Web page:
industry and the wealthiest 1% of Americans. In its desperate wish for the
hoodied squatters of Occupy to morph into a left-wing Tea Party, the media has
accepted this image as fact and repeats its talking points. Thus, Occupy
protesters are non-violent even when engaging in brazen lawbreaking and
leaderless despite the presence of experienced organizers orchestrating their
every move. They are spontaneous even when they dispatch tactical advance
teams and materialize on location en masse, toting sleeping bags and tents and
checking their twitter feed for further instructions.

Given such painstaking double-speak by the press, it should not be surprising

that the other face of Occupy is not so much hidden as hiding in plain sight. The
professional agitators and anarchists who steer the Occupy movement need not
take many pains to conceal the extremism in their rsums, nor the sources of
their funding, nor the movements real goals, because the media is busy
concealing such things for them.

Consider the three activists widely credited with starting the Occupy movement:
Kalle Lasn and Micah White of Adbusters magazine, and David Graeber, an
anthropology professor at the University of London. All three men are anarchists,
by which they mean, literally, that they support the goal of eradicating
government itself and returning to extremely localized communal living in the
shell of what will be left of society. The three eagerly anticipate a period of
insurrectionary revolution during which all existing socio-political arrangements,
from national sovereignty and industrialism to banking and private property rights,
will be challenged and then toppled. They view the Occupy movement as a test-
run for putting these ideas into action, one city block at a time.

So they say, in blog posts and articles and even entire books. But you would not
know this about Occupys founders by reading recent news stories about them.
Instead of exploring the implications of their politics, reporters focus on the mens
personal eccentricities, or chat with them about the minutiae of Occupy camp life,
or, at most, slip in a quote about Lasn cheerfully anticipating the apocalypse as
he publishes his art magazine. But there seems to be little cognizance that he
means what he says.


A New Yorker profile is typical: the reporter expends so much energy observing
Lasn and Whites daily routines that a discussion between the two about plans
for the next phase of Occupy activism is merely mentioned in passing.40 Lasn
speaks of impending surprise attacks that will be more intense and visceral.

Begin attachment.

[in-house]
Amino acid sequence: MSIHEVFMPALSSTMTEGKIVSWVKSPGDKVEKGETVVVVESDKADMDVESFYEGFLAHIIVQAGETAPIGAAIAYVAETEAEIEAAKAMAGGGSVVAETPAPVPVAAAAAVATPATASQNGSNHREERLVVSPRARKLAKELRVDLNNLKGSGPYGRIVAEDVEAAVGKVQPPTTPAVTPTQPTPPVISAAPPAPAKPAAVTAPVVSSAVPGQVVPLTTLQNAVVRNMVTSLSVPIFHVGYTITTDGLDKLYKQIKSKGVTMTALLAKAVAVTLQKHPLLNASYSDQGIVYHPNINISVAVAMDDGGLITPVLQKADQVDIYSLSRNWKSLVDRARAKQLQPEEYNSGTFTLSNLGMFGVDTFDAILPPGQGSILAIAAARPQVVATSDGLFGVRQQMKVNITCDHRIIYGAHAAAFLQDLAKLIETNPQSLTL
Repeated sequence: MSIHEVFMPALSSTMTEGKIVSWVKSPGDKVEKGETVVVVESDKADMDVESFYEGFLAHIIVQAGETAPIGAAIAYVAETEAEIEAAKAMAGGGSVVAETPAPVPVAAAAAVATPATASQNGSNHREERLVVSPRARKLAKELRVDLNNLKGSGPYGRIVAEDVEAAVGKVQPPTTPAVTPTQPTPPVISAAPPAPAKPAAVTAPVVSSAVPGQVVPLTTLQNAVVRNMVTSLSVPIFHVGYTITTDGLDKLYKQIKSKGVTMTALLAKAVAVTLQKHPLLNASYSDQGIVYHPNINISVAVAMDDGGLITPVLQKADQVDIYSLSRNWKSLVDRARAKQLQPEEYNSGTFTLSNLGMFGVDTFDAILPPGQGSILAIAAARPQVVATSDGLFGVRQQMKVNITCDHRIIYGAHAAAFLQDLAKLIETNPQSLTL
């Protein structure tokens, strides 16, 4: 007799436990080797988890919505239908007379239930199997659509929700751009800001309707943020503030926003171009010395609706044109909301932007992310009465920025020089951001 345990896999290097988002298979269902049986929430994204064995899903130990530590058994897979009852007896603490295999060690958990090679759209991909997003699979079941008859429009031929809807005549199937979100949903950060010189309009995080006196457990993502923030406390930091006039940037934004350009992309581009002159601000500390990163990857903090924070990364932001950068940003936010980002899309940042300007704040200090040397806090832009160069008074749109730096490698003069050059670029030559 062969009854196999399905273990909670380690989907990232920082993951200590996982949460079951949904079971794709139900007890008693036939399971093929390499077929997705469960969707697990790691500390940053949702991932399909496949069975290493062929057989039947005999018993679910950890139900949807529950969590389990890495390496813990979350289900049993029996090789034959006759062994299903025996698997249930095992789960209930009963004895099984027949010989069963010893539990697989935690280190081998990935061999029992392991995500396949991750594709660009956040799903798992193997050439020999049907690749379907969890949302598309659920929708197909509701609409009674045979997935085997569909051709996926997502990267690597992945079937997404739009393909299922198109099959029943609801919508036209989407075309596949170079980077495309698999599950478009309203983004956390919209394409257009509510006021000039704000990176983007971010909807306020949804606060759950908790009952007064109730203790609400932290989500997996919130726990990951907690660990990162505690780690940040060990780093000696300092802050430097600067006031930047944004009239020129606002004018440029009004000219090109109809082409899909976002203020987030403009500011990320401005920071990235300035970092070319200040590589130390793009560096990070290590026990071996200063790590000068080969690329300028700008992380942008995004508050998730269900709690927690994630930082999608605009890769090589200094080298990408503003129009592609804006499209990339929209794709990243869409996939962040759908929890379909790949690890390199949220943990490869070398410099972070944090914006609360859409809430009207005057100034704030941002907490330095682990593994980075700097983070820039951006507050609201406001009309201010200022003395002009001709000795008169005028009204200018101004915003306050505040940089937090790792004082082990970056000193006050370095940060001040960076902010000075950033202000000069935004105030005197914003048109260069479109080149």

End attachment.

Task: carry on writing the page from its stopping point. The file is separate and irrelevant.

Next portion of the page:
But rather than asking whether visceral means violent and violent against
whom, the reporter seems distracted by the fact that Lasn is saying these things
while sitting in a bathtub.

And so it goes with the movement itself. The novelty of the general assembly,
where adults who are trespassing and defecating in city parks pretend that they
are scrupulously obeying noise ordinances by shouting other peoples words in
unison seems to have short-circuited appropriate media inquiries. Months after
the start of Occupy, the public has been thoroughly instructed in consensus-
based leadership versus hierarchy, finger fluttering, and mic-checks, but they
continue to be told that nobody has managed to ascertain what the Occupiers
ultimately want, not even the Occupiers themselves. Such incoherence is a
success for the leaders of Occupy: the street theater component of the protests
are performing as planned, garnering media attention while creating a buffer
zone for more radical activism.

Even activists with the most radical pedigrees are being depicted by the media
as benign players on the Occupy stage. Lisa Fithian, a legendary agitator who
specializes in fomenting conflicts with police, invading buildings, and destroying
private property,41 is described in the New Yorker merely as a fifty-year old
organizer who worked on the nineteen-seventies anti-nuclear campaign and the
W.T.O. protests in Seattle. That is akin to calling Barack Obama a college
instructor who got a job in Washington. The presence of Fithian at Occupy Wall
Street should have raised serious questions about the movements allegedly
non-violent nature. But it didnt.

The first sign of the medias willful naivety regarding Occupy Wall Street was
their response to the movements logo, an image of a ballerina dancing on the
back of the Wall Street Bull. Reporters expounded on the cleverness of the
image and wondered at its caption. But they studiously ignored the logos
backdrop: crowds of marauding, stick-wielding rioters in gas masks emerging
from a fog.

In a typical story, William Yardley of the New York Times described the image as
merely that of a ballerina dancing on the back of the muscular sculptured bull.42
So, what were the Clockwork Orange-looking thugs doing in the background?
Who were they charging at, waving sticks and clubs? Nobody in the mainstream
media bothered to ask. Amazingly, the unsubtle implication that Occupy Wall
Street was merely a smokescreen for Seattle-style rioting and warfare against
the police passed entirely unnoticed.43


After the novelty of Occupy Wall Streets impromptu tent cities wore thin,
protesters in New York City, Oakland, Atlanta, and elsewhere struck out from
their tents to occupy other targets in actions strategically designed to elicit
responses from the police, and thus attention from the media. Armed with
camera phones and accompanied by legal observers from the A.C.L.U. and the